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Legends of Poker - Stu Ungar, the Greatest No-Limit Hold’em Tournament Player of All Time

Tags: poker legends, Stu Ungar, WSOP.
Posted on 25 April 2018 by "T".

While many people in the poker world consider Stu Ungar to be one of the greatest poker players ever, few can dispute he was definitely the greatest No-Limit Hold'em player in the history of poker. According to Wikipedia, Stuart Errol Ungar was a professional poker, blackjack and gin rummy player, widely regarded to have been the greatest Texas Hold'em and gin player of all time.

He was virtually an unstoppable individual during his early days in the world of poker - he won 10 major $5,000 or higher buy-in NLHE championship events, collected a total of five World Series of Poker (WSOP) bracelets, and he was a three-time World Champion! Moreover, he was the only one to have ever won both the World Series of Poker and Amarillo Slim's Super Bowl of Poker (the second largest poker tourney on the pro level at the time of Ungar's heyday). He amazingly won three titles in every tournament.

Stu was born in New York and grew up on Manhattan's Lower East side. Near their home around a corner, Stu's dad managed a bar and grill. There was food, drinks and lots of betting going on amongst the customers. From a tender age, Stu learned what the "juice" was on a sports bet as well as what the "juice" was when you went on the street for a loan. His mom, on the other hand, was an avid poker player. During holidays in the Catskill Mountains, Stu tested his new poker skills against the hotel staff. At 10 years old, Stu's photographic memory served him well for the first time as he won a gin rummy tournament at one of the resorts of Catskill.

In 1978, when he was only 22 years old, he decided to go to Las Vegas in order to play high-stakes gin rummy. He played against anyone for any amount, and to everyone's surprise, he won every time. Later, as his prowess in gin rummy remained unsurpassed, he then delved into the world of No-Limit Hold'em, and became a champion in that realm too. He said in an interview, "Someday, I suppose it's possible for someone to be a better No-Limit Hold'em player than me. I doubt it, but it could happen. But, I swear to you, I don't see how anyone could ever play gin better than me."

It was in 1980 that Ungar began playing poker in Las Vegas. Even if he had very little experience in No-Limit Hold'em, he participated in the $10,000 buy-in World Championship event located at Binion's Horseshoe, and he won! His success and gleaming youth earned him the alias Stu "The Kid" Ungar. The next year after that, he played again for the second time in the No-Limit Hold'em championship series, and successfully defended his title! The third and last time he played in that same event was in 1997, in which he took down as well.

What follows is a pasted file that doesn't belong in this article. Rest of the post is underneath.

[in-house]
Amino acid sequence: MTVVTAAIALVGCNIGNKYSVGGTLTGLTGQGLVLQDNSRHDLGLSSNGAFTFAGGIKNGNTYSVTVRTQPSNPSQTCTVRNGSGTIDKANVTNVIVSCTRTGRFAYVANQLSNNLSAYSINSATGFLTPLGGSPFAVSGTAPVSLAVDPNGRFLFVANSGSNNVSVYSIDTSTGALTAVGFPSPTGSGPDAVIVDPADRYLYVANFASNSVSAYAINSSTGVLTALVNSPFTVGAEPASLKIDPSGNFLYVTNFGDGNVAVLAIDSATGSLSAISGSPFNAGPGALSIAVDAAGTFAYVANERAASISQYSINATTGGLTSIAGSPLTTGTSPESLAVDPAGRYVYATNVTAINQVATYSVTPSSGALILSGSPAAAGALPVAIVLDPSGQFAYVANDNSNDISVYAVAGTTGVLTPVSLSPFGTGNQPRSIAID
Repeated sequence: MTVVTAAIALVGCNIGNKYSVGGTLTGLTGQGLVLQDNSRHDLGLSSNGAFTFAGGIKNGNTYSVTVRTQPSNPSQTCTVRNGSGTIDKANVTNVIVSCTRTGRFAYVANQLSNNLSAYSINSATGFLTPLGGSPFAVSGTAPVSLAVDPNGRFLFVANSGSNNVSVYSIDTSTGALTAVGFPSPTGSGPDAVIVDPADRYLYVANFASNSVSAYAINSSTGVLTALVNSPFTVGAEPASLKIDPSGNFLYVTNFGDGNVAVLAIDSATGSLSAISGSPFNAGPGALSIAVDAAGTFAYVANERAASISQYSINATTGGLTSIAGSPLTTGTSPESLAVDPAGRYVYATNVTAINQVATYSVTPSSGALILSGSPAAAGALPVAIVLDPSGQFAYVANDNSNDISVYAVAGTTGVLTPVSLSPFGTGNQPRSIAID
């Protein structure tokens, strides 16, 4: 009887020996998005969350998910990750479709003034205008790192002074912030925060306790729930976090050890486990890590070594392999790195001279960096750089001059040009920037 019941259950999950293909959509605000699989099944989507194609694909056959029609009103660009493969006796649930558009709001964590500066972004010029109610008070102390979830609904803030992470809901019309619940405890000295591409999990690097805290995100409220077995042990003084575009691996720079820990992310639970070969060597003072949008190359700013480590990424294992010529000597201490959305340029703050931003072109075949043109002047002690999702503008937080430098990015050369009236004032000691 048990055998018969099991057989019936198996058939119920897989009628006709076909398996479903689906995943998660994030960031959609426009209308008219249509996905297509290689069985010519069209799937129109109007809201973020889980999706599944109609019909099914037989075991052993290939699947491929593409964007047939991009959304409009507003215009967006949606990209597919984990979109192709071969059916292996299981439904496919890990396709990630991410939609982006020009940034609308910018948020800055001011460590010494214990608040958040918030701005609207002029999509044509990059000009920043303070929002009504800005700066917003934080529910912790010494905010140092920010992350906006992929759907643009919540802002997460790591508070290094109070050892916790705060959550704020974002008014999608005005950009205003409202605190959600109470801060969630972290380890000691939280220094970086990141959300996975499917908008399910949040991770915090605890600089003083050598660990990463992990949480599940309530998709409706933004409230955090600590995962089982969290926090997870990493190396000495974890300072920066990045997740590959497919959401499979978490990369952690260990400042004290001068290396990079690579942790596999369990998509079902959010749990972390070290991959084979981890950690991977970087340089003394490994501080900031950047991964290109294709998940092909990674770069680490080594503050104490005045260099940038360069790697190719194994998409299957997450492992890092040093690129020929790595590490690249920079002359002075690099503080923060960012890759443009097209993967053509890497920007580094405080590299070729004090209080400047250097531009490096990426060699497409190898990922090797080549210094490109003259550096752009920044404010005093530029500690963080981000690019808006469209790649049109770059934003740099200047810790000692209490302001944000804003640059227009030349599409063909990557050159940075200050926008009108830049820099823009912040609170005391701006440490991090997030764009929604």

Stu Ungar's first Main Event win (with Doyle Brunson and Jack Binion)

Stu's lightning-fast and nimble intelligence was what made him famous in the poker world. His prowess in playing No-Limit Hold'em showed fearlessness, determination so relentless, tranquil yet intense focus, and his card-counting skills were so extraordinary that no casino would permit him to play blackjack on its tables. His eidetic memory was actually one of the reasons why casinos switched from the one-deck shoe to multi-deck shoes in blackjack.

The young adolescent was actually known to be a high roller and a big spender. For four times he became totally broke, but for countless times he won millions of dollars. Those who were able to play with him say he was super-energetic, always on the move, hunting for more card action. He became infamous for his nasty treatment aimed at dealers, but it went unpunished because in those days dealer abuse was the norm and therefore not taken too seriously. When asked about his untoward behavior on the subject, he said without remorse, "Show me a good loser, and I'll show you a loser."

Usually a common thing when a person becomes a legend in his own sweet time, Stu continuously struggled with and eventually died of drug addiction at the young age of 45 in 1998. He may be gone but his memory lives on, and to those who were lucky enough to have caught a glimpse of him when he was still alive, Stu's infectious energy, unique playing style and ability as well as extraordinary talent were recalled with respect and awe.

On November 22, 1998, Stu Ungar at age 45 tragically died (from heart failure due to drugs) inside a motel room in Las Vegas.

Style of Play
Stu was a relentlessly headstrong player. In any type of game he played in, he won more than twice as many hands as anybody else. At the end of each session, he's either the big winner or the broke loser. He would win the pot hands-down whenever he detected weakness in his opponent.

He's the kind of player one cannot bluff so easily, since Stu can expertly figure out if his opponent was onto something that didn't make sense to him.

He wasn't a force to reckon with when he won the first of his three WSOP final event bracelets. According to Doyle Brunson, "If Stuey ever got top pair beat, he would have been knocked out." In fact, Stu managed to have won enough pots along the way that he could be still financially okay even if he lost a lot playing against his short-stacked opponents.

Stu was a steamer, and hopeless at that. Throughout his gaming career, he did not always win in the side games, and oftentimes when he played he needed to be staked. In the end, because of his drug abuse he became so messed up that he was too afraid to play his own money.

In general, Stu was deemed to be the best player in the world at gin rummy, and he may probably have had the best record of all time in the No-Limit Hold'em tournaments. It was said that he won 10 out of 30 NLHE tournaments he entered which had a buy-in of $5,000 or even more.

There's no doubt about Stu's incredible talent at poker and other card games, but the big question up until now remains - how good would he have become if his life wasn't destroyed by drugs?

According to Mike Sexton, "The real shame is that he never lived to see the poker boom. With all these tournaments and a $10,000 buy-in every other week, I believe Stu would be off drugs, playing high stakes poker, and getting the publicity and recognition that he craved. He would be the greatest poker player out there and so famous that number two would be 10 miles behind."

Interesting and amusing facts about Stu Ungar
In no particular order, below are some interesting and amusing facts about Stu Ungar: